iigniucation, viz. cause, and nothing elfe. Though 
Greenwood attributes to it eighteen, and S. Johnfon /or/y• 

♦ Sad Shepherd, Aft 1. Sc. 6. 


fx different meanings ; for which Greenwood cites above 
fortyy and Johnfon above two hundred inftances. But, with 
a little attention to their inftances, you will eafily perceive, 
that they ufually attribute to the Prepq/ition the noeaning 
of fome other words in the fentence. 

Junius (changing ρ into f, and by metatheiis of the 
letter r) derives for from the Greek vfo. Skinner from 
the Latin Pro, But I believe it to be no other than the 
Gothic fubftantive |:ΛϊΚινΑ, cause. 

I imagine alio that of (in the Gothic and Anglo-faxon 
jjLJj and Xp) is a fragment of the Gothic and Anglo-faxon 
AI^AKA» pofteritas, &c. Spopa, proles, &c. *. That it is a 
noun fubftantive, and means always confequenccy offspring^, 
fuccejfory follower, &c., 


And Γ think it not unworthy of remark, that whilft the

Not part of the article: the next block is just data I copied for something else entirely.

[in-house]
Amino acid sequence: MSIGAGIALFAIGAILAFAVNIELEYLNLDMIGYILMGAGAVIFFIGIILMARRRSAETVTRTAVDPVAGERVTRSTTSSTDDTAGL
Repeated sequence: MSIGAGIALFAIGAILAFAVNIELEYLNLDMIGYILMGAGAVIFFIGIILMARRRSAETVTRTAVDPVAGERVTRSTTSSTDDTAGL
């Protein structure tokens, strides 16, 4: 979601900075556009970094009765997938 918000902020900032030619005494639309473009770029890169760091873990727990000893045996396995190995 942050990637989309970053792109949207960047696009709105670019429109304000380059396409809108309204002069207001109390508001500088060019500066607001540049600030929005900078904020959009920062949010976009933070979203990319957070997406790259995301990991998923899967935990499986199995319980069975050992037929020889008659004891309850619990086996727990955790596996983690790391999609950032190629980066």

old patronymical termination of our northern anceilors 

* ^^ Of. Aj ab. abs. de a^ s. op. d• aff. b. af. Goth. Al^• Expriitwnt 
** Gr. otTOf praefertim cum απο ante vocabulum ab• 
•« cipicns, fiat αφ." Junius. 

Minihfw and Skinner derive of from the Latin ab, and diat from the 
Greek «πρ• 



was SON, the Sclavonic and Ruffian patronymic was of.' 


Thus whom the Engliih and Swedes named Pet erf on f the 
Ruffians called Peterbof, And as a polite foreign affe<Sta- 
tion afterwards induced fome of our anceftors to affiime 
Fils or Fitz (i. e. Fils or Filius) initead of son; fo the 
Ruffian affe<5tation in more modern times changed of to 
Vitcb (i. e. FitZy Fils^ or Filius) and Peterbof became 
Petrovitcb or Petrowitz, 

So M. de Brofles (Tom• 2• p^ ^95•) obferves of the 
Romans--^" Remarquons fur les noms propres des families 
*^ Romaines qu'il n*y en a pas un feul qui ne foit termine 
^* en ius ; deiinence fort femblable a 1* ^Ιος des Grecs, c*eft